[r-t] Central Council Methods Library

Bill Purvis bill at billp.org
Thu May 31 13:22:25 UTC 2018

On 31/05/18 13:51, Graham John wrote:
> On 31 May 2018 at 02:39, Don Morrison <dfm at ringing.org> wrote:
>> For mechanical things, yes. But not for humans.
> and
>> But, while the new text format imports easily into a spreadsheet, for
>> reasons I gave in an earlier email, it’s not so useful: you need to do some
>> seriously non-spreadsheet sorts of activities to, say, get all the lead end
>> J (non-little, single dodging) surprise major methods start with notation
>> x5x4, and containing FCH B. That’s surprisingly straightforward to do from
>> Tony’s format simply using a good text editor.
> There is something I am not understanding here, or more likely I am
> not communicating well enough. There are now four ways in which you
> can now look at the CCCBR Methods Library. The first and most
> important, is a the provision of a database containing the official CC
> Library, which has never been provided before. It can easily be
> searched by a non technical ringer, displays the blue line and a huge
> range of method properties for those with a deeper interest, and
> allows you to search on most combinations of them. For example, I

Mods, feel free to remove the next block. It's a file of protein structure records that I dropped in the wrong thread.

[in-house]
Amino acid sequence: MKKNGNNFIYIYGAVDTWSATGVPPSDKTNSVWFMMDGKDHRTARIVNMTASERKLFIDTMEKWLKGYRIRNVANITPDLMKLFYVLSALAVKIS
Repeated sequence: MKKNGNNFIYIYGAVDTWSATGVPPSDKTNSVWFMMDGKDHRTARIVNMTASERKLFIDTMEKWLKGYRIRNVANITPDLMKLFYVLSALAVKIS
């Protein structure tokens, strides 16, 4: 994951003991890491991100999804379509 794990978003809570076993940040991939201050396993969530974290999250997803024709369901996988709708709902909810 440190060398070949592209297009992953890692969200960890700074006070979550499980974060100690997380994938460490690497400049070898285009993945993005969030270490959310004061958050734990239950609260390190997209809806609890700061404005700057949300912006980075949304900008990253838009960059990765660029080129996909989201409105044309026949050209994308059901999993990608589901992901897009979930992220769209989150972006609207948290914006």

> struggle to think how you could search for methods that are Bristol
> above in a text format - something that is very easy in Complib. It
> even provides an advanced search by hunt bell properties, even if they
> are not the principal hunt. It is ideally suited to the type of search
> you quote above, and is far easier to enter and refine than searching
> a text file or working with a spreadsheet. That should provide the
> features that 99% of ringers need, and for that reason I believe that
> it largely replaces the need for a text format. Nevertheless I am
> still happy to provide a text format, and will take on board your
> comments to revise it.
> Graham
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Well I, for one, would like to have something that I can use when I'm not
online. Putting it into a spreadsheet means I can use it without needing
internet access.

I have not yet reached the stage where I need to access
all the clever bits, just name, classification, stage, notation. I've now
got a program that extracts this from the XML file in .CSV format. If I need
any other information I can always tweak up my program to add further items.

I'm not too bothered about it being bang up to date either, though it's
easy enough to download the XML version and re-run my program.

The program is written in C and uses the Linux libxml library to 
decipher the XML


| Bill Purvis                            |
| email: bill at billp.org                  |

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